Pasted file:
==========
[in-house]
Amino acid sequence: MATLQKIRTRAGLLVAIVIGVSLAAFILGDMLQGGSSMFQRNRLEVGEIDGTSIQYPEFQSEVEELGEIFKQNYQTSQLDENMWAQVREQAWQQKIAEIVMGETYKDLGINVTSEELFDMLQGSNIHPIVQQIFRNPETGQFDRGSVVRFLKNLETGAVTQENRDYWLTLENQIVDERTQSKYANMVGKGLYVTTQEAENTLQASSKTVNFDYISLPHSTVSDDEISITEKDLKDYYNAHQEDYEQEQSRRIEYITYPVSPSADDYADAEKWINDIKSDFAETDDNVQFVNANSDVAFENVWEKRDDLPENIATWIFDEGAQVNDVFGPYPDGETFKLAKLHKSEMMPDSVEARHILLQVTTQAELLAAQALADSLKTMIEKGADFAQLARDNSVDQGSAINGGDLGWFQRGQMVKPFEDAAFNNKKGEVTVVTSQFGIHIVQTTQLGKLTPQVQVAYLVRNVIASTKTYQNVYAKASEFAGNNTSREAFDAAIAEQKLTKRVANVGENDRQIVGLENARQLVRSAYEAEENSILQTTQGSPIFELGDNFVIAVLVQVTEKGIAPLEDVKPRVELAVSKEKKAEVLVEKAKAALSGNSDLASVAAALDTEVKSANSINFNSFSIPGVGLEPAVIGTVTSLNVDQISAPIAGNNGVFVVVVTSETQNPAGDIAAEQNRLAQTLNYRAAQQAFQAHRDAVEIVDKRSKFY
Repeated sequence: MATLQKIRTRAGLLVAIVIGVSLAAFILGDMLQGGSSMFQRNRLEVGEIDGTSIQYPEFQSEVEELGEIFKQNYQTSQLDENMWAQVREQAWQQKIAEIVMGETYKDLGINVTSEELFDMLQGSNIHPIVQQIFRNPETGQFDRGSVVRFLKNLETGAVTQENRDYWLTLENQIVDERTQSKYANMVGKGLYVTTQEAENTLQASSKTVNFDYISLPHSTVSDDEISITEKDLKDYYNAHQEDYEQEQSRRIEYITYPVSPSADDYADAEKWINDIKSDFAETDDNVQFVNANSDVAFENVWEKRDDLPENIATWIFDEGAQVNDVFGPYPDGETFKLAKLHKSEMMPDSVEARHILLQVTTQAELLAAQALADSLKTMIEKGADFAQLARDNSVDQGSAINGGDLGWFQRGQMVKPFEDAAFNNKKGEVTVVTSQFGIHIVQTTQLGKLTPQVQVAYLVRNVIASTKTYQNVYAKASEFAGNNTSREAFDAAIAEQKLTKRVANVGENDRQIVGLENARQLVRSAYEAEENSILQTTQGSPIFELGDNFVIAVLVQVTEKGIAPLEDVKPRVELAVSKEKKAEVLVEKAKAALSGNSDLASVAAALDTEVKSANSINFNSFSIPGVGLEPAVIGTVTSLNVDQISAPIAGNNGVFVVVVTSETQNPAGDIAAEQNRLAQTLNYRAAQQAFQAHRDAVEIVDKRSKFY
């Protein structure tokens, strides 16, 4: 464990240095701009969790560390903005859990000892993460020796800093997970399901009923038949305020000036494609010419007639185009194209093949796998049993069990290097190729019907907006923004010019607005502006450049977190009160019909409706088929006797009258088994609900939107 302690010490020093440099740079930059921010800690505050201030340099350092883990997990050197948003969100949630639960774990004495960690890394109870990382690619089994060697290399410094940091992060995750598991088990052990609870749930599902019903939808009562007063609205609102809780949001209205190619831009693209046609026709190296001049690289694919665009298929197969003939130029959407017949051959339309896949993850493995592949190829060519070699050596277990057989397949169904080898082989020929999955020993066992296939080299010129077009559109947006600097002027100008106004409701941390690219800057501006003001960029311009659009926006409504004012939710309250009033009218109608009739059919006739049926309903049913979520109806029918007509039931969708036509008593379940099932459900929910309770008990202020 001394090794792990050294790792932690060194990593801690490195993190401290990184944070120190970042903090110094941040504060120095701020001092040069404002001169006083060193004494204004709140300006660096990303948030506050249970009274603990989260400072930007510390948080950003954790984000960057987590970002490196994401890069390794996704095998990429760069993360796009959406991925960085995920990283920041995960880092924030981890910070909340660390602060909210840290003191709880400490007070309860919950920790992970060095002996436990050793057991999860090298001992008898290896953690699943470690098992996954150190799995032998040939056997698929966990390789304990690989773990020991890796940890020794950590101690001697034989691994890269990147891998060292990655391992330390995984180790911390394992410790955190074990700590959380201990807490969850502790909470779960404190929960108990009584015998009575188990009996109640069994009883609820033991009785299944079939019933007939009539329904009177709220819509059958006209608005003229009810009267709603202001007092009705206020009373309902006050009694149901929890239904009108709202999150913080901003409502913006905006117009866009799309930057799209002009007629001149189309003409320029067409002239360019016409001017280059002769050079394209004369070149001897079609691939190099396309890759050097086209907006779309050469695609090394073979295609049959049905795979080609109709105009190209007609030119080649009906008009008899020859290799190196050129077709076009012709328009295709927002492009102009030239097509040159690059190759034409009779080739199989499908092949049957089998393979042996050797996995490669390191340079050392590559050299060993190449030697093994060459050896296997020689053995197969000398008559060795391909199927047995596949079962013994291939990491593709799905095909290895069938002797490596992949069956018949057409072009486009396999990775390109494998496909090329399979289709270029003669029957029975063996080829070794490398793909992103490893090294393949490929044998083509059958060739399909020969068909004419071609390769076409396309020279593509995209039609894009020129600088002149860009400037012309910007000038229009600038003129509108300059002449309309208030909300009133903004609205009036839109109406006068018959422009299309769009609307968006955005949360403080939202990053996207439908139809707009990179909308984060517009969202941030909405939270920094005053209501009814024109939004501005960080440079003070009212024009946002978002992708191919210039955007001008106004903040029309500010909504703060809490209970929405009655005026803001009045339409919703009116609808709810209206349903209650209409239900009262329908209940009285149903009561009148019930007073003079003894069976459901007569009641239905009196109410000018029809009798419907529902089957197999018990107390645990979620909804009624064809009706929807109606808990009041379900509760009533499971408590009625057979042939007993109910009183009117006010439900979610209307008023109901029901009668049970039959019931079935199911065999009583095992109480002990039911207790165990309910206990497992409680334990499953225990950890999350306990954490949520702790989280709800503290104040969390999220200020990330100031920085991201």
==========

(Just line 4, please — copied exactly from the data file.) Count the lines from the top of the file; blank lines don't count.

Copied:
């Protein structure tokens, strides 16, 4: 464990240095701009969790560390903005859990000892993460020796800093997970399901009923038949305020000036494609010419007639185009194209093949796998049993069990290097190729019907907006923004010019607005502006450049977190009160019909409706088929006797009258088994609900939107 302690010490020093440099740079930059921010800690505050201030340099350092883990997990050197948003969100949630639960774990004495960690890394109870990382690619089994060697290399410094940091992060995750598991088990052990609870749930599902019903939808009562007063609205609102809780949001209205190619831009693209046609026709190296001049690289694919665009298929197969003939130029959407017949051959339309896949993850493995592949190829060519070699050596277990057989397949169904080898082989020929999955020993066992296939080299010129077009559109947006600097002027100008106004409701941390690219800057501006003001960029311009659009926006409504004012939710309250009033009218109608009739059919006739049926309903049913979520109806029918007509039931969708036509008593379940099932459900929910309770008990202020 001394090794792990050294790792932690060194990593801690490195993190401290990184944070120190970042903090110094941040504060120095701020001092040069404002001169006083060193004494204004709140300006660096990303948030506050249970009274603990989260400072930007510390948080950003954790984000960057987590970002490196994401890069390794996704095998990429760069993360796009959406991925960085995920990283920041995960880092924030981890910070909340660390602060909210840290003191709880400490007070309860919950920790992970060095002996436990050793057991999860090298001992008898290896953690699943470690098992996954150190799995032998040939056997698929966990390789304990690989773990020991890796940890020794950590101690001697034989691994890269990147891998060292990655391992330390995984180790911390394992410790955190074990700590959380201990807490969850502790909470779960404190929960108990009584015998009575188990009996109640069994009883609820033991009785299944079939019933007939009539329904009177709220819509059958006209608005003229009810009267709603202001007092009705206020009373309902006050009694149901929890239904009108709202999150913080901003409502913006905006117009866009799309930057799209002009007629001149189309003409320029067409002239360019016409001017280059002769050079394209004369070149001897079609691939190099396309890759050097086209907006779309050469695609090394073979295609049959049905795979080609109709105009190209007609030119080649009906008009008899020859290799190196050129077709076009012709328009295709927002492009102009030239097509040159690059190759034409009779080739199989499908092949049957089998393979042996050797996995490669390191340079050392590559050299060993190449030697093994060459050896296997020689053995197969000398008559060795391909199927047995596949079962013994291939990491593709799905095909290895069938002797490596992949069956018949057409072009486009396999990775390109494998496909090329399979289709270029003669029957029975063996080829070794490398793909992103490893090294393949490929044998083509059958060739399909020969068909004419071609390769076409396309020279593509995209039609894009020129600088002149860009400037012309910007000038229009600038003129509108300059002449309309208030909300009133903004609205009036839109109406006068018959422009299309769009609307968006955005949360403080939202990053996207439908139809707009990179909308984060517009969202941030909405939270920094005053209501009814024109939004501005960080440079003070009212024009946002978002992708191919210039955007001008106004903040029309500010909504703060809490209970929405009655005026803001009045339409919703009116609808709810209206349903209650209409239900009262329908209940009285149903009561009148019930007073003079003894069976459901007569009641239905009196109410000018029809009798419907529902089957197999018990107390645990979620909804009624064809009706929807109606808990009041379900509760009533499971408590009625057979042939007993109910009183009117006010439900979610209307008023109901029901009668049970039959019931079935199911065999009583095992109480002990039911207790165990309910206990497992409680334990499953225990950890999350306990954490949520702790989280709800503290104040969390999220200020990330100031920085991201």